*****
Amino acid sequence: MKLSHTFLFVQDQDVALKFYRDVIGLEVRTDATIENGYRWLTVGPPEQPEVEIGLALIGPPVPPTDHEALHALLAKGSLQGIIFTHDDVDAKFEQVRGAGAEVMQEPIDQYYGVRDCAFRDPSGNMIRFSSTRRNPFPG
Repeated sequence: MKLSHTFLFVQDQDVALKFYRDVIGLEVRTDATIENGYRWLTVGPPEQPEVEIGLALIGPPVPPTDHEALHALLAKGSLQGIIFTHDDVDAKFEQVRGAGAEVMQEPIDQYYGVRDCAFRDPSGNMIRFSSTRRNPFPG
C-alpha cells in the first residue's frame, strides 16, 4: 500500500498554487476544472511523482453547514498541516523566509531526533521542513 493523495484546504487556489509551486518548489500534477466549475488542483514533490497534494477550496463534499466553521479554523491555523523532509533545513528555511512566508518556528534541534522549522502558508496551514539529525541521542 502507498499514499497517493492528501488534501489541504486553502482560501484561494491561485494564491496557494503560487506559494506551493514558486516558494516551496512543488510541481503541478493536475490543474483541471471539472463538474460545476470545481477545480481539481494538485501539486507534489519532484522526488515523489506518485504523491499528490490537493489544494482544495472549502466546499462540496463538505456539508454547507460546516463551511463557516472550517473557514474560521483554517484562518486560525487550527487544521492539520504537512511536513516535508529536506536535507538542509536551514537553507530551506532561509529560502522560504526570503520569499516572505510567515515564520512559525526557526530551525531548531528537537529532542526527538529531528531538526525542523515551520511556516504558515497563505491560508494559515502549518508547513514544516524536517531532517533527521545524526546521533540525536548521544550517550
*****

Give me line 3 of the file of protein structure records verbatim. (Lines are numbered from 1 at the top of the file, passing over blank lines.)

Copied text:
C-alpha cells in the first residue's frame, strides 16, 4: 500500500498554487476544472511523482453547514498541516523566509531526533521542513 493523495484546504487556489509551486518548489500534477466549475488542483514533490497534494477550496463534499466553521479554523491555523523532509533545513528555511512566508518556528534541534522549522502558508496551514539529525541521542 502507498499514499497517493492528501488534501489541504486553502482560501484561494491561485494564491496557494503560487506559494506551493514558486516558494516551496512543488510541481503541478493536475490543474483541471471539472463538474460545476470545481477545480481539481494538485501539486507534489519532484522526488515523489506518485504523491499528490490537493489544494482544495472549502466546499462540496463538505456539508454547507460546516463551511463557516472550517473557514474560521483554517484562518486560525487550527487544521492539520504537512511536513516535508529536506536535507538542509536551514537553507530551506532561509529560502522560504526570503520569499516572505510567515515564520512559525526557526530551525531548531528537537529532542526527538529531528531538526525542523515551520511556516504558515497563505491560508494559515502549518508547513514544516524536517531532517533527521545524526546521533540525536548521544550517550